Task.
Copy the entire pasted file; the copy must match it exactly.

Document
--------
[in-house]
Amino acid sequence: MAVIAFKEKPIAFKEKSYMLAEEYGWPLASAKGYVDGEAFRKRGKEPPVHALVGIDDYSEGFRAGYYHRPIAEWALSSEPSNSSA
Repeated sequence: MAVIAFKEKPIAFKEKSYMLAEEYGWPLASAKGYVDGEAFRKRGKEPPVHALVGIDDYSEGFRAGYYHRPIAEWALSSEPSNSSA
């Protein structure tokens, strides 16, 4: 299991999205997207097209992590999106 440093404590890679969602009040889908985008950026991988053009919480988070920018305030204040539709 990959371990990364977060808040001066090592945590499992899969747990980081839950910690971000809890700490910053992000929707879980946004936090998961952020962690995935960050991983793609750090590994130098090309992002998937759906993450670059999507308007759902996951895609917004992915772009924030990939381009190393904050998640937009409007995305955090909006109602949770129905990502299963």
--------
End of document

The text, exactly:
[in-house]
Amino acid sequence: MAVIAFKEKPIAFKEKSYMLAEEYGWPLASAKGYVDGEAFRKRGKEPPVHALVGIDDYSEGFRAGYYHRPIAEWALSSEPSNSSA
Repeated sequence: MAVIAFKEKPIAFKEKSYMLAEEYGWPLASAKGYVDGEAFRKRGKEPPVHALVGIDDYSEGFRAGYYHRPIAEWALSSEPSNSSA
């Protein structure tokens, strides 16, 4: 299991999205997207097209992590999106 440093404590890679969602009040889908985008950026991988053009919480988070920018305030204040539709 990959371990990364977060808040001066090592945590499992899969747990980081839950910690971000809890700490910053992000929707879980946004936090998961952020962690995935960050991983793609750090590994130098090309992002998937759906993450670059999507308007759902996951895609917004992915772009924030990939381009190393904050998640937009409007995305955090909006109602949770129905990502299963």